James: “No fears, no Grace, said James; though there is not always Grace where there is fear of Hell, yet to be sure there is no Grace where there is no fear of God.”

Great-Heart: “Well said, James, thou hast hit the mark; for the fear of God is the beginning of Wisdom; and to be sure, they that want the beginning, have neither middle nor end”

James and Great-Heart, p. 279

This is the second time in the text that Bunyan uses these words: "fear of God is the beginning of Wisdom" (see also p. 168). Christian spoke those words to Hopeful in the first part. That Bunyan sees fit to repeat the sentiment speaks to its theological significance and prominent place in the Puritan paradigm. The phrase itself is scriptural (Proverbs 1:7), and not Bunyan's own creation. As Bunyan's readers were often well-versed in scripture, this allusion would likely not have been lost on them. There are some thoughtful connections in the idea that fear is the beginning of wisdom, because fear is a personal emotion. Therefore, the phrase highlights the possibility of a believer to have a personal relationship with God, who is wisdom. The idea of personal relationship with God and of personal salvation was a new idea that became popular during the Reformation. James points out in the first bit, though, that the fear must be properly directed and experienced. Great-Heart agrees, and highlights the sequential nature of conversion, showing readers that a pilgrim cannot skip steps on the way to salvation.

“This River has been a terror to many, yea, the thoughts of it also have often frighted me; but now methinks I stand easy, my foot is fixed upon that upon which the feet of the Priests that bare the Ark of the Covenant stood, while Israel went over this Jordan. The waters indeed are to the palate bitter, and to the stomach cold; yet thoughts of what I am going to, and of the conduct that waits for me on the other side, doth lie as a glowing coal at my heart”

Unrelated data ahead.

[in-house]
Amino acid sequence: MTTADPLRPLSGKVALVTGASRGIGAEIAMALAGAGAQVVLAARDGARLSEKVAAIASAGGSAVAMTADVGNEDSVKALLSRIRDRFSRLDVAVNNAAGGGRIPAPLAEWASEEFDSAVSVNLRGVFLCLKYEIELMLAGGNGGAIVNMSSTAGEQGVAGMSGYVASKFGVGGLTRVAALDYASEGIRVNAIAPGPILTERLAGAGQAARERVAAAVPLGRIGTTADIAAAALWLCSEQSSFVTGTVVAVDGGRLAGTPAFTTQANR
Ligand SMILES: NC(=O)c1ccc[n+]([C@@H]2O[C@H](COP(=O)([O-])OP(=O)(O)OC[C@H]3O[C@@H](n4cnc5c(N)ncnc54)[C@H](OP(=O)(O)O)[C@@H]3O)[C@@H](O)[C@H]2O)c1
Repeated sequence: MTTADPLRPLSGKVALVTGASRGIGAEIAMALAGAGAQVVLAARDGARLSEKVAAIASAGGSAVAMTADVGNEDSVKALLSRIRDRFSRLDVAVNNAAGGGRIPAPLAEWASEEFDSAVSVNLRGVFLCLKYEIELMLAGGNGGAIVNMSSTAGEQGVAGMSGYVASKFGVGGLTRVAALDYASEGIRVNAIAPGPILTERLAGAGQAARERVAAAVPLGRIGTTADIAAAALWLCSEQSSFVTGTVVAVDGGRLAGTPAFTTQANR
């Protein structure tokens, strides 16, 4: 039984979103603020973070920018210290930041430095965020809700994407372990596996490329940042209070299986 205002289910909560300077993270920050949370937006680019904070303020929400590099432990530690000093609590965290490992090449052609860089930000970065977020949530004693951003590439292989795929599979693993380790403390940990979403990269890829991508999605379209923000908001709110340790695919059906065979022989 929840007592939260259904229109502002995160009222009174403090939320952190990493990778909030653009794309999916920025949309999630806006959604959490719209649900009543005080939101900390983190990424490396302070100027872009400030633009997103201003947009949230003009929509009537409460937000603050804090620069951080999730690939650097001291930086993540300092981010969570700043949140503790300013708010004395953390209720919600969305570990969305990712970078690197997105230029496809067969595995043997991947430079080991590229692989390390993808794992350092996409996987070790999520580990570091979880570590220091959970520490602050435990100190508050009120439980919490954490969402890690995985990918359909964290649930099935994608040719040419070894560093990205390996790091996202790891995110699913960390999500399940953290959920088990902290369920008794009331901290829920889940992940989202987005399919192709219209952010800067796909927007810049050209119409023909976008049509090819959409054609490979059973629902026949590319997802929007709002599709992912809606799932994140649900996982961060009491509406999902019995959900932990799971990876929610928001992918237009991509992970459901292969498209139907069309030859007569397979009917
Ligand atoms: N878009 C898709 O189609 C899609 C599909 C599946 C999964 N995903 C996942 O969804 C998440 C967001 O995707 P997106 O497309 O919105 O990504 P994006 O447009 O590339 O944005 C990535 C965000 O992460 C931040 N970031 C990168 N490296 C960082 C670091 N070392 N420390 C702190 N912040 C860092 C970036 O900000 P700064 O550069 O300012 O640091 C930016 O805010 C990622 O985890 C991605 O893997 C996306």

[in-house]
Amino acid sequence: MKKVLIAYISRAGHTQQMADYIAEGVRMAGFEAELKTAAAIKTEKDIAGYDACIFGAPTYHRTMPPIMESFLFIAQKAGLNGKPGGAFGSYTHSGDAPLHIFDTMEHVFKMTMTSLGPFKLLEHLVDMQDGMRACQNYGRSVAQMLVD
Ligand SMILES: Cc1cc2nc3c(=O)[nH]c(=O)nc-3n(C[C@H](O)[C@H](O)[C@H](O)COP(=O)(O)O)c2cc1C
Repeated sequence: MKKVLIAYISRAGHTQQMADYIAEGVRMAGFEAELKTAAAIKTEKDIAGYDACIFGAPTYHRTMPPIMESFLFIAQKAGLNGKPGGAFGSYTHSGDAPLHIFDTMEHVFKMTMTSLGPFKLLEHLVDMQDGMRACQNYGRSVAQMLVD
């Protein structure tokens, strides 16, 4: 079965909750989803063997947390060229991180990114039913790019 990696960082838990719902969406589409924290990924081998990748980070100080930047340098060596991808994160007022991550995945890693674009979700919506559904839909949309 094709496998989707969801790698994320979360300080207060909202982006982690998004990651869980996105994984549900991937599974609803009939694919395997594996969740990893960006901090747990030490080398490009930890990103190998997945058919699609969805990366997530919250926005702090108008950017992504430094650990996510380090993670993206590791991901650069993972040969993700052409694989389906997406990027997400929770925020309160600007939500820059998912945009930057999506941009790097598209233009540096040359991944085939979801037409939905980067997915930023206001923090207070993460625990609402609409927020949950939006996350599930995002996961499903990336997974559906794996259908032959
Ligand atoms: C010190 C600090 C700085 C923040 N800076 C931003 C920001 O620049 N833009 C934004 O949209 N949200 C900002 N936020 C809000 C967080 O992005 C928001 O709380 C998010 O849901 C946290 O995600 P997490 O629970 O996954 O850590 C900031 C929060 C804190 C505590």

The Narrator, p. 338

This excerpt represents Bunyan's final opportunity to reassure his reader about the inevitability of death. The river stands for the boundary between life and death, or rather, between a person's current life and the next. It is a boundary that everyone must ultimately cross, a fact that Bunyan highlights with the allusion to the ancient Israelites. Geographically, in the world of the book, the River sits on the boundary between Beulah and the Celestial City. It is the final obstacle that a believer must cross before becoming united with Christ. As obstacles go, the River is not the most terrifying in the pages of The Pilgrim's Progress (Apollyon and the tyrant in Vanity-Fair come to mind),but it is the most significant obstacle the pilgrims face, as it is the final frontier before salvation. Bunyan confesses that he, too, has been terrified by death, by the pain and darkness of it ("the waters are indeed to the palate bitter, and to the stomach cold"). However, faith makes the fear easier to bear, a fact that Bunyan emphasizes several times over in this text. In this passage, he remarks that the promise of eternal life "doth lie as a glowing coal at my heart," and prior to that, the pilgrims find that the depth and danger of the river varies according to the depth of their faith. Therefore, this passage indicates that Faith in God and the promise of the world to come makes the entire endeavor of death easier.